Tuesday, July 22, 2008

Whatever You Wish To Give: The Popular Culture of Carriers' Addresses in the 19th Century

When people refer to "carriers' addresses," they usually mean the 19th century New Year's poem-greetings delivered to people's doorsteps by newspaper printers' devils—apprentices who usually were not paid for their work—who were seeking a tip to help pay their room and board for the coming year. These were (typically) clever, sometimes fairly lengthy poems summarizing the previous year's events, often authored by the printers' devils themselves, and frequently ended with an appeal to the homeowner such as the following from an 1870 address "To the Patrons of The Daily Picayune" in New Orleans:

From the fulness of your cheer,
Give to him a little share,
To lighten burdens he must bear—
And may those blessings held most dear,
Be yours throughout the glad New Year,
Gladdening your days forever here,
the Carrier prays.

For more carriers' addresses, see the very nice exhibit hosted by Brown University at http://dl.lib.brown.edu/carriers/index.html. Also check out Leon Jackson's "We Won't Leave Until We Get Some: Reading the newsboy's New Year's address" at http://www.common-place.org/vol-08/no-02/reading/.

But in the 19th century, printers' devils weren't the only ones carrying poems around. Take, for example, the postcard reproduced above: "A Railroad Boy's Appeal." Crippled in an accident, the card's bearer is now selling his "song" to sympathetic passengers or passers-by. The poem concludes:

And now, dear friends, I'm as you see
Poor, helpless and alone;
No other way to buy a limb—
Will you please buy my song?
And may God bless you all,
This is my heart-felt-prayer;
And by-and-by may we all meet
In realms just over there.

Signed "C.E.H.," the postcard has a footer that reads "PRICE.—Whatever you wish to give."

In the more elaborate broadside pictured to the left, "The Wounded Soldier's Appeal," bearer David Gingry, Jr. relates how he was permanently wounded while fighting for the Confederate side in the Civil War. Lest there be any misinterpretation while reading the poem, however, the piece begins with a little prose testimony: "The undersigned, a brave soldier of the army of the Potomac, asks the aid of the people to enable him to support A WIFE AND FIVE CHILDREN, who have no other means of subsistence. He lost his left hand at Petersburg, besides being wounded in his other arm, in his right leg and in the head. Being so crippled, therefore, he is unable to do the day's work of an ordinary laboring man, and the only means left to him to make an honorable living is in selling the following original poem, which he hopes all will be kind enough to buy. He is commended to the generosity of the public generally."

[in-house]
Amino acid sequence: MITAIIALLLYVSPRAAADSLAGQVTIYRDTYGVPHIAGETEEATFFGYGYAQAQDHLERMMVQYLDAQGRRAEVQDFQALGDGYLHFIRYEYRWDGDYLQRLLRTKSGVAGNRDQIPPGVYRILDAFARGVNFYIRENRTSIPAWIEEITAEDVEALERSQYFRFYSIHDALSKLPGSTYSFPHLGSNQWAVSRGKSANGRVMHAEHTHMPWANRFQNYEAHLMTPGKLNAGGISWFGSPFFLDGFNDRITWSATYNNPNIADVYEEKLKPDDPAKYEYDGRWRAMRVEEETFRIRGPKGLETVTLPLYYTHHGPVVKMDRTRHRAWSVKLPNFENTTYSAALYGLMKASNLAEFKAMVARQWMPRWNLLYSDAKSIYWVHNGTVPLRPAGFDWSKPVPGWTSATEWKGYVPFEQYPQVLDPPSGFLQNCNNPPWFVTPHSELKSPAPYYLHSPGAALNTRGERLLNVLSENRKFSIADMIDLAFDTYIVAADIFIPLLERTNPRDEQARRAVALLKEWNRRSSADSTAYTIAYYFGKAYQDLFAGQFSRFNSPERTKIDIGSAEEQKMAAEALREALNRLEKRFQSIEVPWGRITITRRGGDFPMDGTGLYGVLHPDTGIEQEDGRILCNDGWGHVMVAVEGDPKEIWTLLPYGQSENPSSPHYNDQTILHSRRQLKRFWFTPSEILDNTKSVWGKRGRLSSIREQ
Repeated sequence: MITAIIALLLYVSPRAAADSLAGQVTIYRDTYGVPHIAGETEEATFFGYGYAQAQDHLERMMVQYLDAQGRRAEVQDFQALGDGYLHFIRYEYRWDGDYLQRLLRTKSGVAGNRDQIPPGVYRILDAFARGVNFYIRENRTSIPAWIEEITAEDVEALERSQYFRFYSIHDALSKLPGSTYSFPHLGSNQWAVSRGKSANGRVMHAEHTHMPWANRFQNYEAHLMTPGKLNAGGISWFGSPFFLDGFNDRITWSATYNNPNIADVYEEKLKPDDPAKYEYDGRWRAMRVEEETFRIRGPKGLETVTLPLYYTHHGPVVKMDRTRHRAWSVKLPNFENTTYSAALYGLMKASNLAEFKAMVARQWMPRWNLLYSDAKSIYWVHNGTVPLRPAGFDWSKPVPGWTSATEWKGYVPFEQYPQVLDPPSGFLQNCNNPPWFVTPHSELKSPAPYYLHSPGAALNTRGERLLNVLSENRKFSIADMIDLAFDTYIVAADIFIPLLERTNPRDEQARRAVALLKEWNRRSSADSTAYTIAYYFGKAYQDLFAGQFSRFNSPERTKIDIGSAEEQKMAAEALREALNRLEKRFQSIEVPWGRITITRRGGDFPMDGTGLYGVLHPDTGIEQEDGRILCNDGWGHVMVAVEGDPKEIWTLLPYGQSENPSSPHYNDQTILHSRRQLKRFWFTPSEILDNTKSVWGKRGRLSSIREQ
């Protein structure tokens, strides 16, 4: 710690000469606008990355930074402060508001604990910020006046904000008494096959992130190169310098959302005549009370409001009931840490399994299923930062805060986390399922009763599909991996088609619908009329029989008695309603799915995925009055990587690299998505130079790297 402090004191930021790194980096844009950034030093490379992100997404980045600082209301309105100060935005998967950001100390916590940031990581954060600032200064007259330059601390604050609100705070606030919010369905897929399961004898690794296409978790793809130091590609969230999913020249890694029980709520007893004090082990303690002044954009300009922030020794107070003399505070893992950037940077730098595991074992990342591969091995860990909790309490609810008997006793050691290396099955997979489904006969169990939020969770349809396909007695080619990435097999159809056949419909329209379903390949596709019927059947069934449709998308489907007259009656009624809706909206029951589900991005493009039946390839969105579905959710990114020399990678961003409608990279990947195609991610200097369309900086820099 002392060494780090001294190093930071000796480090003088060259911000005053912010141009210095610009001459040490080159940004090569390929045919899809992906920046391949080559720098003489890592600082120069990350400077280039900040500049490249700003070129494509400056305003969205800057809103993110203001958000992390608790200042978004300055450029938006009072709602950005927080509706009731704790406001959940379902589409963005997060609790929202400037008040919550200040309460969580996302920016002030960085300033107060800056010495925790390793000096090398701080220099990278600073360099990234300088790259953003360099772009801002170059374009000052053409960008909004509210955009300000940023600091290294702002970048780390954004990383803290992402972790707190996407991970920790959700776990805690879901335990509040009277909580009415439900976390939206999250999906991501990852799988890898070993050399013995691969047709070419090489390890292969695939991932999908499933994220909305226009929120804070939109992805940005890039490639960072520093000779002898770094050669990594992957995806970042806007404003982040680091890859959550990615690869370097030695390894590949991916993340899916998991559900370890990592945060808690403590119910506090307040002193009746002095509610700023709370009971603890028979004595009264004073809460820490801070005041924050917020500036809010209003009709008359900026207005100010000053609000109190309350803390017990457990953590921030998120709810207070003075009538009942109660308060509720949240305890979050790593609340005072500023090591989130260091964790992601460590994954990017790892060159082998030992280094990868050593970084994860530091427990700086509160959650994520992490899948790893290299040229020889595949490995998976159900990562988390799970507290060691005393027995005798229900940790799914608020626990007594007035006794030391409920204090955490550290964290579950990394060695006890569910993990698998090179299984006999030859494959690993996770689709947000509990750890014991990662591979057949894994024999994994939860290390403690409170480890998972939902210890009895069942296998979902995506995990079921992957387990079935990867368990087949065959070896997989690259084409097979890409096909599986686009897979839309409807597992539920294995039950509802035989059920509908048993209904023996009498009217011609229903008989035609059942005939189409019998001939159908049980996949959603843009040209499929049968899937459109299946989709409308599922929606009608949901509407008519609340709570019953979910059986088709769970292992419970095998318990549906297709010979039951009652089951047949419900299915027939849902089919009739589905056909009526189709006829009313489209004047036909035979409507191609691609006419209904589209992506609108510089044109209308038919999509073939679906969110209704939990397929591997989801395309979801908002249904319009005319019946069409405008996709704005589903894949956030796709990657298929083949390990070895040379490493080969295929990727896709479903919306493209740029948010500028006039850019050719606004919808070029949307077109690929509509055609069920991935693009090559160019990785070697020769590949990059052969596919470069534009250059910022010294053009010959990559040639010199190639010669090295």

That "original poem" reads, in part:

And, shot in arm, in leg, in head,
In that most fearful, bloody fray,
And left upon the field for dead,
Was he who asks your aid to-day.

But, thanks to God! he lives to see
His wife and children once again,
Though to that wife and children he
Is more a burthen than a gain.

His hand is gone; and thus to aid
Those loved ones in their day of trial,
He sells this little serenade,
And hopes to meet with no denial.

Printed in Altoona, Pennsylvania, the broadside is priced "Ten Cents Each Side." The reverse, in a humorous gesture at a little con, is blank.

Both of these pieces are "carriers' addresses" of a different sort than the ones originating with newspapers; instead of recounting the events of the past year, they recount the bearer's story. Both types stand to remind us of the popular portability that poetry offered before the "slim volume" and "little magazine" became default media for poems. Is there an equivalent today?

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